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F ILTERING Name comes from signal processing P(X t |o 1:t ) = xt-1 P(x t-1 |o 1:t-1 ) P(X t |x t-1,o t ) P(X t |X t-1,o t ) = P(o t |X t-1,X t )P(X t |X t-1 )/P(o t |X t-1 ) = P(o t |X t )P(X t |X t-1 ) X0X0 X1X1 X2X2 O1O1 O2O2 Query variable

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F ILTERING P(X t |o 1:t ) = xt-1 P(x t-1 |o 1:t-1 ) P(o t |X t )P(X t |x t-1 ) Forward recursion If we keep track of P(X t |o 1:t ) => O(1) updates for all t! X0X0 X1X1 X2X2 O1O1 O2O2 Query variable

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I NFERENCE IN HMM S Filtering Prediction Smoothing, aka hindsight Most likely explanation X0X0 X1X1 X2X2 X3X3 O1O1 O2O2 O3O3 Query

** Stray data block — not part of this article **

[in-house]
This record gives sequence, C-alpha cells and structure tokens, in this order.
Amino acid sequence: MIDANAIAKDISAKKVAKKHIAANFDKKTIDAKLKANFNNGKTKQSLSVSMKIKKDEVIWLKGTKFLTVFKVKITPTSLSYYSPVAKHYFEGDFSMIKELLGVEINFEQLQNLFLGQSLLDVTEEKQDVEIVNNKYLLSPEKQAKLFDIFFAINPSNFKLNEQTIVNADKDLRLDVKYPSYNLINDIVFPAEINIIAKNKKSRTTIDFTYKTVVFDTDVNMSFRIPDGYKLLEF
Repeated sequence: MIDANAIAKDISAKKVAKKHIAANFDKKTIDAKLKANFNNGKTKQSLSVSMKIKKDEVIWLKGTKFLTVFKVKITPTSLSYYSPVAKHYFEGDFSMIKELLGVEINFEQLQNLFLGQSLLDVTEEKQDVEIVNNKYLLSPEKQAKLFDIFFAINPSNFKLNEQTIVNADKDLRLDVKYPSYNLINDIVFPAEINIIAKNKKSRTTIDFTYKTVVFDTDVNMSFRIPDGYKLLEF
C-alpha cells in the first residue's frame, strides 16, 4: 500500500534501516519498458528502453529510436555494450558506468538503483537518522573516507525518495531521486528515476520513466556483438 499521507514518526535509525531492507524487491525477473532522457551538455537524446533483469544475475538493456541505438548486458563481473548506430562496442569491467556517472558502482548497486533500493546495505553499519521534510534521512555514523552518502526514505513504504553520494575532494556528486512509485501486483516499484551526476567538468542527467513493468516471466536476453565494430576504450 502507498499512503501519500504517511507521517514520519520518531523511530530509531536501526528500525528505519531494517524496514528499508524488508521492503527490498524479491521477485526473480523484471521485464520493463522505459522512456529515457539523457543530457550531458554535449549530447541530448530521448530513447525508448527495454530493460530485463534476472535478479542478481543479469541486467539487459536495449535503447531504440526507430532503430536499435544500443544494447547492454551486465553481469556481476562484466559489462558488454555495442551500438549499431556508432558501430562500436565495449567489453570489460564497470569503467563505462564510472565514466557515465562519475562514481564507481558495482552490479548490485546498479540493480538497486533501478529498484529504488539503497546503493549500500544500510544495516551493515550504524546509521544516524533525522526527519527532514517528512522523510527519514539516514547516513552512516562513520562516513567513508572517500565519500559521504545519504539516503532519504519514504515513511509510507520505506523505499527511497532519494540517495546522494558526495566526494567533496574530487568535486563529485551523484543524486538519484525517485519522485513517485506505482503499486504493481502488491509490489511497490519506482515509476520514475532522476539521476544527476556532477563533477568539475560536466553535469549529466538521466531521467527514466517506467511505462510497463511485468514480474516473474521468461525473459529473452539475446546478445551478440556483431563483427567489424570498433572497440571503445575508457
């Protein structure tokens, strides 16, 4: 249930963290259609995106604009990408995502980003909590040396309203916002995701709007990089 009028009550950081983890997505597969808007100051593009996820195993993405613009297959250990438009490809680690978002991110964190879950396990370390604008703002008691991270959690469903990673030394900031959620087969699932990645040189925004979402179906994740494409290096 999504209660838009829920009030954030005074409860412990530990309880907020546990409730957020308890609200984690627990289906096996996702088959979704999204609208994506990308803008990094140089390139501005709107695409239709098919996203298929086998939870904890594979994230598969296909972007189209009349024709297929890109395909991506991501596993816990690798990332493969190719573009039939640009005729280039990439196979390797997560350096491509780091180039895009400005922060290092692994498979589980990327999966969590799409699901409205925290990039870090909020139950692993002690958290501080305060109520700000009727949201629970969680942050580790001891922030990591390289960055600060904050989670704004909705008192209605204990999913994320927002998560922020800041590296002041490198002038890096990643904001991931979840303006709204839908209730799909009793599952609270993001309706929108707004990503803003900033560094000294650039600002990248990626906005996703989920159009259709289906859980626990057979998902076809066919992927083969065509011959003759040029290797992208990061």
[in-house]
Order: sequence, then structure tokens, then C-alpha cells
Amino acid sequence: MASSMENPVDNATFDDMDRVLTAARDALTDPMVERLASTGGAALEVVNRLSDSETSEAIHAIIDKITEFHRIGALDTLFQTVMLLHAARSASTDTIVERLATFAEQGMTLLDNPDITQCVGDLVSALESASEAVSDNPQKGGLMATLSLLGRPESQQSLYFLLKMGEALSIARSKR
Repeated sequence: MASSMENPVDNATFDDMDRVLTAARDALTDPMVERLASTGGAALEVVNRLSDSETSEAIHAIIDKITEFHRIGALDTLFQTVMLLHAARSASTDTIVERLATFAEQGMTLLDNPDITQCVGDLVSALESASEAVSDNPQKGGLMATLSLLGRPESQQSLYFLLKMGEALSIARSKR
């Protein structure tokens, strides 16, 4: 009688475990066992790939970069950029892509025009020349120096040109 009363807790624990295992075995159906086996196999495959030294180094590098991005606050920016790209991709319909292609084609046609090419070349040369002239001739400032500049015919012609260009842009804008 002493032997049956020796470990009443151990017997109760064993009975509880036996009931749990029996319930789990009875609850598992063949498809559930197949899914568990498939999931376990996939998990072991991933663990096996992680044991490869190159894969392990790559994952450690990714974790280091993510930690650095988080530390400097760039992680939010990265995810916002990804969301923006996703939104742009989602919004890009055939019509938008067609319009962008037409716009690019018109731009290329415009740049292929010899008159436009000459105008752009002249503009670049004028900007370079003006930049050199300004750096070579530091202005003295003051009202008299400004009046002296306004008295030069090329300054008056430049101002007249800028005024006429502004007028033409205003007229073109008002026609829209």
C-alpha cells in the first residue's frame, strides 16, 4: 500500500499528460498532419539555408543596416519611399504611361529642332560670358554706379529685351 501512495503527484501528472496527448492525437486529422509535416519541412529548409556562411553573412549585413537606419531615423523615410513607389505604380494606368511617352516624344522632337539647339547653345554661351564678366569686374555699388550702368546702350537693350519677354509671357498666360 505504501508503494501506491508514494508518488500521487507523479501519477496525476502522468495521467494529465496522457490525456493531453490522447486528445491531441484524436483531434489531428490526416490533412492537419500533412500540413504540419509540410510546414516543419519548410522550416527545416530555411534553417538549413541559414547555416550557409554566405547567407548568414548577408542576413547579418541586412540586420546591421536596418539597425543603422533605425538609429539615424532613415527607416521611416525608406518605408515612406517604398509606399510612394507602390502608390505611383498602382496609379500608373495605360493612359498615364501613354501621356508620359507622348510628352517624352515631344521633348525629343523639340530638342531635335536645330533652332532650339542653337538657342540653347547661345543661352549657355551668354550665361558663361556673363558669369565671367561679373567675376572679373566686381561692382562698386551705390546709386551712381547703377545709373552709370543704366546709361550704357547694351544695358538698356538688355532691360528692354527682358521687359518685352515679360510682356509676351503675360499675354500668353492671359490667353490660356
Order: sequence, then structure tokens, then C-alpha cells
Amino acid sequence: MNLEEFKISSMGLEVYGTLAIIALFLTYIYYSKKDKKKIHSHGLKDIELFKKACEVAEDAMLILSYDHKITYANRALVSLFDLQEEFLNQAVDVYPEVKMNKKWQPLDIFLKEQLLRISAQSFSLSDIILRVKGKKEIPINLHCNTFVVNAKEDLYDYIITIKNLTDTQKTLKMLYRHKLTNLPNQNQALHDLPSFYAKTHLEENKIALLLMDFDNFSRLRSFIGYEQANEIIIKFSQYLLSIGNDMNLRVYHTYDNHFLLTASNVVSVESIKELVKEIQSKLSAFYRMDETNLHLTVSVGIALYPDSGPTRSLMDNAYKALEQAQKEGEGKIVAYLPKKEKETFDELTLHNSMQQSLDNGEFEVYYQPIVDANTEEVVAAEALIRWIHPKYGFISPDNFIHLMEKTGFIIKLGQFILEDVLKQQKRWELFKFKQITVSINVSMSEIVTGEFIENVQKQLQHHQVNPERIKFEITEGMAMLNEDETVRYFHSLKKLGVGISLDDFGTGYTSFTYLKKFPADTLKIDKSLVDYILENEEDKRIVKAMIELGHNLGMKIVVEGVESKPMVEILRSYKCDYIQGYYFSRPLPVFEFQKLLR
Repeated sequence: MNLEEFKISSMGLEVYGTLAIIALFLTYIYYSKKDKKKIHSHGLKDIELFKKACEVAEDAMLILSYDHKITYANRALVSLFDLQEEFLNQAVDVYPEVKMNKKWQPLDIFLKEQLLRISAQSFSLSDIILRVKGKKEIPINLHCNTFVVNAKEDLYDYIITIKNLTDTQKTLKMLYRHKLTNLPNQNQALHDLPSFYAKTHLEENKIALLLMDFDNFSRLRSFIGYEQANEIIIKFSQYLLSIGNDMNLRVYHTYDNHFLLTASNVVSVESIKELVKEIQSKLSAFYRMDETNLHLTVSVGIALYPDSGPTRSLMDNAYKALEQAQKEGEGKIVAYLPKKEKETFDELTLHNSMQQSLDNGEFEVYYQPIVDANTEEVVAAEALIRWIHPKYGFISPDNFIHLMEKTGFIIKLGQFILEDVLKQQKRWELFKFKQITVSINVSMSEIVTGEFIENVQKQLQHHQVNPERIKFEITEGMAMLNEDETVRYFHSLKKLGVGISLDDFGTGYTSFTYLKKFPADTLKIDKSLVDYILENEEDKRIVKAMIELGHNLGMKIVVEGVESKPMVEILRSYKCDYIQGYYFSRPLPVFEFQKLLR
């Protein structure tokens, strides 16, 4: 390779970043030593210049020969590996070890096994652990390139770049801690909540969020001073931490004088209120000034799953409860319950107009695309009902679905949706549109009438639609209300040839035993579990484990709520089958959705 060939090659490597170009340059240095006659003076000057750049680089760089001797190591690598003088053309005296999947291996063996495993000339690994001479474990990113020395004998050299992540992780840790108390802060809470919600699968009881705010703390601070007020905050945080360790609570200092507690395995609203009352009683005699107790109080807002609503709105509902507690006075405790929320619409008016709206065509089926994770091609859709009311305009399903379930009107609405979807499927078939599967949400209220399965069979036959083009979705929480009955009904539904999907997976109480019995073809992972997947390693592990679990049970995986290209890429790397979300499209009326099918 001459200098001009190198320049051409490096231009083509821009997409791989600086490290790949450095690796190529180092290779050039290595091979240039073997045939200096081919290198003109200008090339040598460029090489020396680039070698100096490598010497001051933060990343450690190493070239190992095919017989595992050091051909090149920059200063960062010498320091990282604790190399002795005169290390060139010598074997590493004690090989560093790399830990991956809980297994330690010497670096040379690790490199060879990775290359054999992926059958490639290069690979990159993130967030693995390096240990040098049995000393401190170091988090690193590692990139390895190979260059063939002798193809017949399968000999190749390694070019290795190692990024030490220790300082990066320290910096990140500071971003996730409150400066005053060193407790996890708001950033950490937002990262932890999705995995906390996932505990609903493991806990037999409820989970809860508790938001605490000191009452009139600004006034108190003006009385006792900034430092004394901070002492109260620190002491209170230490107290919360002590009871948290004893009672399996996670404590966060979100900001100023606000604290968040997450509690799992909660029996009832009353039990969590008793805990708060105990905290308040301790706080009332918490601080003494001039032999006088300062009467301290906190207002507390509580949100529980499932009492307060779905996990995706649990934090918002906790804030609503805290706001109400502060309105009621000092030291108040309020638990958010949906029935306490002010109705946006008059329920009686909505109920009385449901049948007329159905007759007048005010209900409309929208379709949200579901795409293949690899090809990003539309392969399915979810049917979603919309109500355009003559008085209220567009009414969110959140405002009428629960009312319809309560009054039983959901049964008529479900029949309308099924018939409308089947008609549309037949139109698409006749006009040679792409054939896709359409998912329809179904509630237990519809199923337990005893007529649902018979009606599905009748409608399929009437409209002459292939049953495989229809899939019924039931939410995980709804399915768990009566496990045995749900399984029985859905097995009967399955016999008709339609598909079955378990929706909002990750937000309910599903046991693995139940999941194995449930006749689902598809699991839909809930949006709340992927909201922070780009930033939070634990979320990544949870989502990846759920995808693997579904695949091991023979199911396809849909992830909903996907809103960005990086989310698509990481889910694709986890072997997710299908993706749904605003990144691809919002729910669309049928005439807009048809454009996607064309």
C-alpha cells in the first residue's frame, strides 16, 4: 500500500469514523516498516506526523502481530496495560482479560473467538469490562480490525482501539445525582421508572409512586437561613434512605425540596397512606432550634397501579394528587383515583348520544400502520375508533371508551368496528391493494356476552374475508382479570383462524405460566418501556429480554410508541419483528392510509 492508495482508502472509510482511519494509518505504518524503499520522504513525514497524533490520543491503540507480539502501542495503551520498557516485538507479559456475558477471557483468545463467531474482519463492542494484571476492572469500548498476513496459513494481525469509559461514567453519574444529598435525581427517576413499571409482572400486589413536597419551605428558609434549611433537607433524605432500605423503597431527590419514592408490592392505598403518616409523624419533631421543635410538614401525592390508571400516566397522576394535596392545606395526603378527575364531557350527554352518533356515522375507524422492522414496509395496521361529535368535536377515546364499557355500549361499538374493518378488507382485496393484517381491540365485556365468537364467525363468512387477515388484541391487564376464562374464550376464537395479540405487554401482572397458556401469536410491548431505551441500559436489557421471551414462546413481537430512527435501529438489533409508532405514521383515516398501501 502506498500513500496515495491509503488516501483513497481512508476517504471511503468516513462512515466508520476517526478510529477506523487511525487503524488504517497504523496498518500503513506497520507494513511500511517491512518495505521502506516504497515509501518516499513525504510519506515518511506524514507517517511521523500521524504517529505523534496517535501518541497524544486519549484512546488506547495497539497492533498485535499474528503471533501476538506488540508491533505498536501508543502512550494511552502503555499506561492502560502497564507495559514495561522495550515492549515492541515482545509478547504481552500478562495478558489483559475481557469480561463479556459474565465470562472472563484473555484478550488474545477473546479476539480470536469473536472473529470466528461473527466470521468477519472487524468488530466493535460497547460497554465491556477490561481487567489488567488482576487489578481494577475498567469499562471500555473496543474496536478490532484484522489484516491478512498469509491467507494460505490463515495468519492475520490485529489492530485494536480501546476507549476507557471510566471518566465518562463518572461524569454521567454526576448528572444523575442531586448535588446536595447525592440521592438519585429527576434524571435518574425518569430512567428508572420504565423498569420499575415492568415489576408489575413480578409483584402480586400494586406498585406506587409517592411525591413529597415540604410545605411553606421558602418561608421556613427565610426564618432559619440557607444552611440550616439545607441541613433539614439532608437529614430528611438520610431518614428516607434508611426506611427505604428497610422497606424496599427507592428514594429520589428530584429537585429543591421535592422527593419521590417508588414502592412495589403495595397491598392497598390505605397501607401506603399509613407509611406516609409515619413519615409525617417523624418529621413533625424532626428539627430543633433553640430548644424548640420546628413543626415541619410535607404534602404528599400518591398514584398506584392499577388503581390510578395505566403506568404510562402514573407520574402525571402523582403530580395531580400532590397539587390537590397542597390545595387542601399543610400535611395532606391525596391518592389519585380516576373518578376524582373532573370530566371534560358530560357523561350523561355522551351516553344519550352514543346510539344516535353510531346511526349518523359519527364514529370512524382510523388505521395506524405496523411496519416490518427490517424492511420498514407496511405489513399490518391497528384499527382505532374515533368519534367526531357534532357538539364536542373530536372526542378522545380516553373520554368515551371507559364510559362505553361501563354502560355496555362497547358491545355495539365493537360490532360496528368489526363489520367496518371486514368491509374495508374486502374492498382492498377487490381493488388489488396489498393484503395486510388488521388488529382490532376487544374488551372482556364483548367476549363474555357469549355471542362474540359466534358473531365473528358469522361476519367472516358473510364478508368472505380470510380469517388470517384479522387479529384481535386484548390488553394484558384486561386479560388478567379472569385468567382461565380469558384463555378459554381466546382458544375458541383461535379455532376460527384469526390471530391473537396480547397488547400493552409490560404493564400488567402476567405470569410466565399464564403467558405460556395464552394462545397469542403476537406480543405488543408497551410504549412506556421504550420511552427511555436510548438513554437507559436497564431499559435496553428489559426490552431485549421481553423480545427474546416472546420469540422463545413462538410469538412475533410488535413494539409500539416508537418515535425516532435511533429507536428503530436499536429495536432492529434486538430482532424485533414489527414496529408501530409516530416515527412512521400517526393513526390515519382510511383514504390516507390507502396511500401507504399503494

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P REDICTION P(X t+k |o 1:t ) 2 steps: P(X t |o 1:t ), then P(X t+k |X t ) Filter then predict as with standard MC X0X0 X1X1 X2X2 X3X3 O1O1 O2O2 O3O3 Query

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I NFERENCE IN HMM S Filtering Prediction Smoothing, aka hindsight Most likely explanation X0X0 X1X1 X2X2 X3X3 O1O1 O2O2 O3O3 Query

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S MOOTHING P(X k |o 1:t ) for k < t P(X k |o 1:k,o k+1:t ) = P(o k+1:t |X k,o 1:k )P(X k |o 1:k )/P(o k+1:t |o 1:k ) = P(o k+1:t |X k )P(X k |o 1:k ) X0X0 X1X1 X2X2 X3X3 O1O1 O2O2 O3O3 Query Standard filtering to time k

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S MOOTHING Computing P(o k+1:t |X k ) P(o k+1:t |X k ) = xk+1 P(o k+1:t |X k,x k+1 ) P(x k+1 |X k ) = xk+1 P(o k+1:t |x k+1 ) P(x k+1 |X k ) = xk+1 P(o k+2:t |x k+1 )P(o k+1 |x k+1 )P(x k+1 |X k ) X0X0 X1X1 X2X2 X3X3 O1O1 O2O2 O3O3 Given prior states What’s the probability of this sequence? Backward recursion